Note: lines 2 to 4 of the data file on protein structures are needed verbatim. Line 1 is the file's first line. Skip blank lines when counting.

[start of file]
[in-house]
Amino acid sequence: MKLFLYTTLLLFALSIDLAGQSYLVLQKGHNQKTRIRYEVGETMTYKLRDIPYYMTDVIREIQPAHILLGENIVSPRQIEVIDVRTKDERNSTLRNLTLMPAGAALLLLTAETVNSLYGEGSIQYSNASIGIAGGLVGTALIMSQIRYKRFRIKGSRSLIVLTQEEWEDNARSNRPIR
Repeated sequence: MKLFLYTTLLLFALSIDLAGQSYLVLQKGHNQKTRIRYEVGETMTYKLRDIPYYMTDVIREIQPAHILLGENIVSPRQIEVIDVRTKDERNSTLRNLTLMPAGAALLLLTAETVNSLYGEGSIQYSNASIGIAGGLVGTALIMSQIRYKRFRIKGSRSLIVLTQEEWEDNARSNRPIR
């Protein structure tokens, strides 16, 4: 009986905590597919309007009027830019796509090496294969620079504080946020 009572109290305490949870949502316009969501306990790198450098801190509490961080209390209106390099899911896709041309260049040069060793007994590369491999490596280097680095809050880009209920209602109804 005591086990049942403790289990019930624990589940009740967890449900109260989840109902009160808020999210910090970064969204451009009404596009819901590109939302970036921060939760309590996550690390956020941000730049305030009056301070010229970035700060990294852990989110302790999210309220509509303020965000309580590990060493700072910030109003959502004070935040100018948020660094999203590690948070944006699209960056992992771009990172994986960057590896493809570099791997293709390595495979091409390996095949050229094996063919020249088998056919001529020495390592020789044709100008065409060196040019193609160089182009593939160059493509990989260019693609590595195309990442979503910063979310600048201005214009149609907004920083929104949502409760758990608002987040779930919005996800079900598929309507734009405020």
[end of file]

Amino acid sequence: MKLFLYTTLLLFALSIDLAGQSYLVLQKGHNQKTRIRYEVGETMTYKLRDIPYYMTDVIREIQPAHILLGENIVSPRQIEVIDVRTKDERNSTLRNLTLMPAGAALLLLTAETVNSLYGEGSIQYSNASIGIAGGLVGTALIMSQIRYKRFRIKGSRSLIVLTQEEWEDNARSNRPIR
Repeated sequence: MKLFLYTTLLLFALSIDLAGQSYLVLQKGHNQKTRIRYEVGETMTYKLRDIPYYMTDVIREIQPAHILLGENIVSPRQIEVIDVRTKDERNSTLRNLTLMPAGAALLLLTAETVNSLYGEGSIQYSNASIGIAGGLVGTALIMSQIRYKRFRIKGSRSLIVLTQEEWEDNARSNRPIR
């Protein structure tokens, strides 16, 4: 009986905590597919309007009027830019796509090496294969620079504080946020 009572109290305490949870949502316009969501306990790198450098801190509490961080209390209106390099899911896709041309260049040069060793007994590369491999490596280097680095809050880009209920209602109804 005591086990049942403790289990019930624990589940009740967890449900109260989840109902009160808020999210910090970064969204451009009404596009819901590109939302970036921060939760309590996550690390956020941000730049305030009056301070010229970035700060990294852990989110302790999210309220509509303020965000309580590990060493700072910030109003959502004070935040100018948020660094999203590690948070944006699209960056992992771009990172994986960057590896493809570099791997293709390595495979091409390996095949050229094996063919020249088998056919001529020495390592020789044709100008065409060196040019193609160089182009593939160059493509990989260019693609590595195309990442979503910063979310600048201005214009149609907004920083929104949502409760758990608002987040779930919005996800079900598929309507734009405020």